The second session to negotiate a global treaty to end plastic pollution, which brought together delegations from 175 countries and representatives of civil society, drew to a close at UNESCO yesterday.
Three other negotiating sessions are planned with a view to reaching a legally binding agreement by the end of 2024.
In Paris, a compromise was reached in order to move forward on the fundamental discussions (objectives, measures and institutional architecture) and draw out the first points of convergence. The Intergovernmental Negotiating Committee (INC) mandated its Chair to draft a preliminary version of the treaty ahead of the third negotiating session, which will take place in Nairobi in November, thus allowing the process to follow its course.
This negotiating session met the following objectives:
- to elect the 10 members of the Negotiating Committee Bureau, which was not achieved during the first session. This body is essential for the continuation of the negotiations.
- to discuss the objectives and outline of the future treaty, on the basis of the 12 obligations identified by the United Nations Environment Programme (UNEP);
- to gather States’ views on the future agreement’s institutional architecture, including the financial mechanisms for implementation, the cooperation arrangements between the future States parties and the framework for assessing global and national progress on achieving the future objectives;
- to secure a mandate for the INC Chair, Mr Gustavo Meza-Cuadra Velásquez, to draw up a first draft of the treaty between now and the third negotiating session;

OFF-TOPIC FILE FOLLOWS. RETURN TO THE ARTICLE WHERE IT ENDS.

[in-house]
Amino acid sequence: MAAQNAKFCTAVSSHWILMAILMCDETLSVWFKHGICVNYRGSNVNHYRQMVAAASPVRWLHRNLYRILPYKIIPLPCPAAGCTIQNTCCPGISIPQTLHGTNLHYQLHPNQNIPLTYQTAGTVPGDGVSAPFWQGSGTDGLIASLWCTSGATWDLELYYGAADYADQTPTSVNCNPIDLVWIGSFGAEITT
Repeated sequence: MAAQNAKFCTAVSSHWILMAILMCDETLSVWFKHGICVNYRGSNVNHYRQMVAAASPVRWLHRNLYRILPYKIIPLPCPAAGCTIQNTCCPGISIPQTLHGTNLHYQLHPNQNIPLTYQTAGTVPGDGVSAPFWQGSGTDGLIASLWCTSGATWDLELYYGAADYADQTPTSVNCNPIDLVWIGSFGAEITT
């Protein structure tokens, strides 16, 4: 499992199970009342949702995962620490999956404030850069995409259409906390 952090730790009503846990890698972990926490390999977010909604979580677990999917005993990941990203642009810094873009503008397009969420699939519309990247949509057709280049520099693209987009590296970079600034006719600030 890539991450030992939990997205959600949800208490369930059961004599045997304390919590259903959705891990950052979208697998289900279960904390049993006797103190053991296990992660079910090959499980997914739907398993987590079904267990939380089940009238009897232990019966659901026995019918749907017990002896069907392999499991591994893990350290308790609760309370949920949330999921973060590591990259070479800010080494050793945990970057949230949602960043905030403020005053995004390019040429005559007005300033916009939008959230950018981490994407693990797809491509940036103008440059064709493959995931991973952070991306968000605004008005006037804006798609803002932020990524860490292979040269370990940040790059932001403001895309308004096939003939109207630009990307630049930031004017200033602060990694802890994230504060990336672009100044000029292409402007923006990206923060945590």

- to choose the host countries for the next three negotiating sessions – Kenya, Canada and South Korea – and identify the candidates to host the conference to adopt the future agreement (scheduled to be held in 2025).
The High Ambition Coalition to End Plastic Pollution (HAC EPP), represented by a group of 58 countries intent on obtaining the most ambitious treaty possible, including France, was a particular driving force behind the discussions, and will continue to be so in the next negotiating sessions.
To honour the 2024 objective, Catherine Colonna, Minister for Europe and Foreign Affairs, emphasizes that this progress must allow an ambitious, legally binding agreement to be adopted which is commensurate with the global challenge plastic pollution represents in terms of health, biodiversity and the climate.
Christophe Béchu, Minister for the Ecological Transition and Territorial Cohesion, recalls the importance of the discussions and international negotiation continuing between this session and the following one in Kenya.
Bérangère Couillard, Minister of State for Ecology, welcomes the objectives achieved, which will allow the future negotiations in Nairobi in November to get under way with a solid basis for further convergence towards an ambitious global treaty against plastic pollution.